Honegger’s Pacific 231 is very much in chugging evidence at the start. Along the way Saint-James’ saxophone can be heard with themes purposefully entwined and thrust in forward motion. There are a few moments when seemingly electronic warbling suggests the worlds of Bebe Barron and Delia Derbyshire. Next thing, at 3:54, the ideas used seem to have escaped from Bernstein. Saint-James is not afraid to repeat cells and episodes and his aria-singing saxophone is at the focus of things. A tubular bell resounds and a cymbal clash ends the movement in sonorous decay.

‘Monsieur Victor’ groaningly evokes a slinky tour of the dives of some port city. ‘Monsieur Jacques’ has a humorous woodpecker-chugging insistence. Other moments suggest links with the sort of jazz heard in Bill Conti’s title music for the 1980s TV programme Cagney and Lacey. The others need no commentary but who is ‘Monsieur Fred’ (Lippman)? His movement revolves around a violin solo and saxophone writing evocative of Sondheim-like romance. Chaplin has prompted classical works before including movements from pieces by Koechlin and Aubert. This last movement’s chugging, bubbling, somehow anarchic energy is tense. It reminds me strongly of Franco Piersanti’s captivating, propulsive, oddball music for the Italian television series Inspector Montalbano.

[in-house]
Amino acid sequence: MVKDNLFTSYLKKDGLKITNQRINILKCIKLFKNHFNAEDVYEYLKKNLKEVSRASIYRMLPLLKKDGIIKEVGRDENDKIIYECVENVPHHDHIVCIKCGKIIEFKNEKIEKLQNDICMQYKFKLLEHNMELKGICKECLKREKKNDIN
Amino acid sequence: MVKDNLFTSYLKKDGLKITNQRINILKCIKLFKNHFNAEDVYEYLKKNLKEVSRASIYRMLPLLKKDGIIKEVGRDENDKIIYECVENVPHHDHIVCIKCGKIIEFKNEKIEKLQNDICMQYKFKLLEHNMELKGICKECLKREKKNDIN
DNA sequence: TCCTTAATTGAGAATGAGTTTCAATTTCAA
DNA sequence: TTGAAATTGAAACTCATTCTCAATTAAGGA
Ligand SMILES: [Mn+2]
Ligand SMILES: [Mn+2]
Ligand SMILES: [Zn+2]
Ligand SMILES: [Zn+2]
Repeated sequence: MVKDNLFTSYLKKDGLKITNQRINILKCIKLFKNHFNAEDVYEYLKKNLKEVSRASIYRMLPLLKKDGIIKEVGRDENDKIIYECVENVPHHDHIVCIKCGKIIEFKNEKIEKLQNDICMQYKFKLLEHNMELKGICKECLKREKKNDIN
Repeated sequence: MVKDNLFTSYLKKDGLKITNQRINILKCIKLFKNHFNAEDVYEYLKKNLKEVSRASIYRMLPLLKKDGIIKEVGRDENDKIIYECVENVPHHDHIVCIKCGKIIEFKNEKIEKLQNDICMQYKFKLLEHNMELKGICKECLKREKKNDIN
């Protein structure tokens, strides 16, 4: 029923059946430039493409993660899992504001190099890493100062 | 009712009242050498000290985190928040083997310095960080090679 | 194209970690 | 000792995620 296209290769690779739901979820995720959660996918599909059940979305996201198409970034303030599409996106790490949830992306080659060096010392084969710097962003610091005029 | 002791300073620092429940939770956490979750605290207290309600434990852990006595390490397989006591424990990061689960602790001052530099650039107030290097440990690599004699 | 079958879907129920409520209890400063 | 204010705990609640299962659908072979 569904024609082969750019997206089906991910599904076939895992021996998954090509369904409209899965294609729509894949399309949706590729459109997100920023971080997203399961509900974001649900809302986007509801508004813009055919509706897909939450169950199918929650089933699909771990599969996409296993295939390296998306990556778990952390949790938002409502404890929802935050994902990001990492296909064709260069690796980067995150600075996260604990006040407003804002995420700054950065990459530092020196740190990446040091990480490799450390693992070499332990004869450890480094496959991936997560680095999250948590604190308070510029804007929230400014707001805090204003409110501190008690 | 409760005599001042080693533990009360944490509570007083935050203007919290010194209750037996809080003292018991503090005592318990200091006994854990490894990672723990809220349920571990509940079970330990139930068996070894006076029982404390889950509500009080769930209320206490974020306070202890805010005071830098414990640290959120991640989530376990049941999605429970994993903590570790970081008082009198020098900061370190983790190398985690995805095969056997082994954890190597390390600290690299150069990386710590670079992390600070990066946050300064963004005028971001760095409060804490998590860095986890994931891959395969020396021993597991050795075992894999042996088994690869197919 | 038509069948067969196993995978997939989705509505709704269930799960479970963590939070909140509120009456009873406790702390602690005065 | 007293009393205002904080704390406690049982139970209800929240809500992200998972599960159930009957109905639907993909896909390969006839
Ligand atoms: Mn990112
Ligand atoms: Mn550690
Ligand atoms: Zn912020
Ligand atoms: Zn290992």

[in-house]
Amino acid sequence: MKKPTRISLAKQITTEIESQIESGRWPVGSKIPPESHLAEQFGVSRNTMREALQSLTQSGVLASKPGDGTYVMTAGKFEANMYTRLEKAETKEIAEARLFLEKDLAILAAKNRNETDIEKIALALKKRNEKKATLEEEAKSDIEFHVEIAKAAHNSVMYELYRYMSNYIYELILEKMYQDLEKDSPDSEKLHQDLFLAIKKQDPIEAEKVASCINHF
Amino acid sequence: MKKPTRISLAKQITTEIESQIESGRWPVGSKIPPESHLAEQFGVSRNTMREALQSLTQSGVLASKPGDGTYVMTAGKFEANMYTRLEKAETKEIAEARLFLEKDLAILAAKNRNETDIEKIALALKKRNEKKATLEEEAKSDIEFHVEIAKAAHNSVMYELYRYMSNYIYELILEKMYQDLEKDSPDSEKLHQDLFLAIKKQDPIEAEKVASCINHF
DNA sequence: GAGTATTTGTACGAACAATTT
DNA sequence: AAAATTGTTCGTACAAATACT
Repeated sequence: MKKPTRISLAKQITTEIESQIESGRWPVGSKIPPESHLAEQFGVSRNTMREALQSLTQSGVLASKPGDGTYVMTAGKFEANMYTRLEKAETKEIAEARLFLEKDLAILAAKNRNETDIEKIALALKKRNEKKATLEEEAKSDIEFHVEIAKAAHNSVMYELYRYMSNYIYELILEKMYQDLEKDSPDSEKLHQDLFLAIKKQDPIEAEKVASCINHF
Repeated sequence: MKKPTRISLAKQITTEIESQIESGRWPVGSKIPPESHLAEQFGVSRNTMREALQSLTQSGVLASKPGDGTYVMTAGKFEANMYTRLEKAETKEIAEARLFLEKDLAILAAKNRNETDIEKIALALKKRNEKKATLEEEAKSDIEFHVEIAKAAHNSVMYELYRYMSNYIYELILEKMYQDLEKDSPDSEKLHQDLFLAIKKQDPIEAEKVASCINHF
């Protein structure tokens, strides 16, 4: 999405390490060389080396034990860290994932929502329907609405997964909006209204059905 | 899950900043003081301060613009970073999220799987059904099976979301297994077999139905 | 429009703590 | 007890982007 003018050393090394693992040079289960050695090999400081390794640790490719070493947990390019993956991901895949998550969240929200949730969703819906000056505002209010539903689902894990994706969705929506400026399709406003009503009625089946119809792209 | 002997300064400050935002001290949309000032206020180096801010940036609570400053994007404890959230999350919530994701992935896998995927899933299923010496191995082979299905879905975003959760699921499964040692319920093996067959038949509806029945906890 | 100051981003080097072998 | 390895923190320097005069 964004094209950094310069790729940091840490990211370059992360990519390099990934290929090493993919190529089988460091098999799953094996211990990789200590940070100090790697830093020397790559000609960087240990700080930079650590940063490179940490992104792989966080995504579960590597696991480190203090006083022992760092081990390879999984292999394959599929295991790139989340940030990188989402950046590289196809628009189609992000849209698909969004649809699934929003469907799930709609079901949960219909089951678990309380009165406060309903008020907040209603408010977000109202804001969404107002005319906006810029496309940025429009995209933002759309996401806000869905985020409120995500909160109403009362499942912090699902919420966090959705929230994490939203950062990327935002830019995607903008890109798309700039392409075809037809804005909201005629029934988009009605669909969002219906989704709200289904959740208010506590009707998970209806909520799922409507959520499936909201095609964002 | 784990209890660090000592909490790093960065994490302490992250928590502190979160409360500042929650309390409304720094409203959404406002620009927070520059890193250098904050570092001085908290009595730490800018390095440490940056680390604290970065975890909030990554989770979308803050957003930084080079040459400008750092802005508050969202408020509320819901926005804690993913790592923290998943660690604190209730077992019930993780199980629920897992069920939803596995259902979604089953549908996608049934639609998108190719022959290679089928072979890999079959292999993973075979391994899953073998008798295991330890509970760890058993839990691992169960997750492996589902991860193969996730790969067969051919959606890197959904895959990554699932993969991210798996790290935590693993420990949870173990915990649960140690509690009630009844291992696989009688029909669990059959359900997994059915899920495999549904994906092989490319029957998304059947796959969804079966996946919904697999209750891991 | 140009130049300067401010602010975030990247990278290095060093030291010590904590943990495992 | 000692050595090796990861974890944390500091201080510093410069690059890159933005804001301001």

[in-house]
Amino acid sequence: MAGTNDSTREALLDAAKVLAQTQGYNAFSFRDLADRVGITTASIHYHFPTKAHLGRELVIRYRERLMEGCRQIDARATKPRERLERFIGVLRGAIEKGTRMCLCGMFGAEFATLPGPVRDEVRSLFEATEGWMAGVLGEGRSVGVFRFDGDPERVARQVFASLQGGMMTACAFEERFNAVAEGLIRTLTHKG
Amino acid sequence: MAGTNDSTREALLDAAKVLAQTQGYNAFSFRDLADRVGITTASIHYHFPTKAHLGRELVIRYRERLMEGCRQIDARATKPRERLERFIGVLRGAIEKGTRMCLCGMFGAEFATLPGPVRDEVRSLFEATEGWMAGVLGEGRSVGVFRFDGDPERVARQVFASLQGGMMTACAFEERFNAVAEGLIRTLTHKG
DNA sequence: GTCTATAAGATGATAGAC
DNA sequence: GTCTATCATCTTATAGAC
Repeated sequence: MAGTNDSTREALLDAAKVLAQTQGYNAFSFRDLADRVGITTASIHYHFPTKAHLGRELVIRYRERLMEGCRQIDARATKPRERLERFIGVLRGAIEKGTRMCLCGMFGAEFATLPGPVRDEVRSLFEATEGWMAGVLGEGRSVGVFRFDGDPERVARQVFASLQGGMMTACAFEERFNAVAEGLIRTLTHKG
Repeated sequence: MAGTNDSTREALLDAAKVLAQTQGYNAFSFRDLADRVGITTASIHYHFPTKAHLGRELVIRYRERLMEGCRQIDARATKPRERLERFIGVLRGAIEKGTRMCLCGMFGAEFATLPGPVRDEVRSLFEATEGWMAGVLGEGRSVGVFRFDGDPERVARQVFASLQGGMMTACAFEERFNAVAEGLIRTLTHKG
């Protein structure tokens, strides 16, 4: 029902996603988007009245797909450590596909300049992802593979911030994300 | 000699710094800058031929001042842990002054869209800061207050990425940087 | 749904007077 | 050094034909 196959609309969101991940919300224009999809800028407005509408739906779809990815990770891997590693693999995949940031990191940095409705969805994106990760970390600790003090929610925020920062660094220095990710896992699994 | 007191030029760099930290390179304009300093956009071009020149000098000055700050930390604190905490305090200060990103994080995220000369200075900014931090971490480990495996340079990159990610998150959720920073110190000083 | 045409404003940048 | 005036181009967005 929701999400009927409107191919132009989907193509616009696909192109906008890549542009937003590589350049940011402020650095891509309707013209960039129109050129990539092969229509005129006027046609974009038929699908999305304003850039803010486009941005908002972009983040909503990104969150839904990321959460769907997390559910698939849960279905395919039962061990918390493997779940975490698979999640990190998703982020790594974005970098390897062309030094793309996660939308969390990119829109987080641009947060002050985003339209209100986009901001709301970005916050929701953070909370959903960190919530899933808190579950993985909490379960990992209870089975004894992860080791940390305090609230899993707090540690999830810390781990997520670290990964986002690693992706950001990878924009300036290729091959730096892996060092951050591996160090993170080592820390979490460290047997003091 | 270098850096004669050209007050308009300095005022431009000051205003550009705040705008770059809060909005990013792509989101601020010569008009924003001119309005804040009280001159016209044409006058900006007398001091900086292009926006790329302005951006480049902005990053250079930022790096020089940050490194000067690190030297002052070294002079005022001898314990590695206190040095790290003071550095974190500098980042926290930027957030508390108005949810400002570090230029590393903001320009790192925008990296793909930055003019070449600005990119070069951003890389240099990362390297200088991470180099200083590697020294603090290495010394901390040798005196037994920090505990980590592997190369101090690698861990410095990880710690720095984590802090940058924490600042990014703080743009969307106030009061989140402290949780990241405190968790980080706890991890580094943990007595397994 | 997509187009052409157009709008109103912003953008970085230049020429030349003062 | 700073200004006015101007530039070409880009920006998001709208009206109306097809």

Classical works with or involving the accordion(s) have been written by Grainger, Holbrooke, Prokofiev, Gubaidulina, Aho, Kagel, Penderecki. Koppel and Ruders. There is a disc of Arne Nordheim’s concertina works and another - a concerto in fact - on Naxos by Maltese composer, Camilleri. In 2016 Saint-James composed a concerto for accordion and orchestra. It was entitled Sketches of Seven about the seven deadly sins. This was later expanded for a saxophone quartet and, with a further sin added, renamed Les Huit Péchés Capitaux (The Eight Deadly Sins). The French titles are used.

The accordionist, Didier Ithursarry, a long-time associate of Saint-James, is rarely rested in Sketches of Seven. Movement 1: ‘L’Orgueil’ is an essay in sturdy chugging and heavy-weather lyricism. ‘La Luxure’ is more about rhythm than melody, and threat is woven into the fabric of what we hear. ‘La Gourmandise’ uses an appropriately tubby tuba with brass figures striking upwards like the flames of a medieval kitchen. ‘La Paresse’ is unhurried; just the right side of static. ‘La Colère’ takes the form of a remorseless march but with blood on the claws of the marching horde. ‘L’Avarice’ centres on a quiet and pinched starry shining that shambles along. In the finale, ‘L’Envie’, the composer manages to wring victory from a sketch that ends in climactic dissonance.

The notes shed light on the two works, the composer and the performers but they are eccentrically structured.

Rob Barnett

Advertising on

Donate and keep us afloat


New Releases

Naxos Classical
All Naxos reviews

Hyperion recordings
All Hyperion reviews

Foghorn recordings
All Foghorn reviews

Troubadisc recordings
All Troubadisc reviews

all Bridge reviews

all cpo reviews

Divine Art recordings
Click to see New Releases
Get 10% off using code musicweb10
All Divine Art reviews

All Eloquence reviews

Lyrita recordings
All Lyrita Reviews


Wyastone New Releases
Obtain 10% discount

Subscribe to our free weekly review listing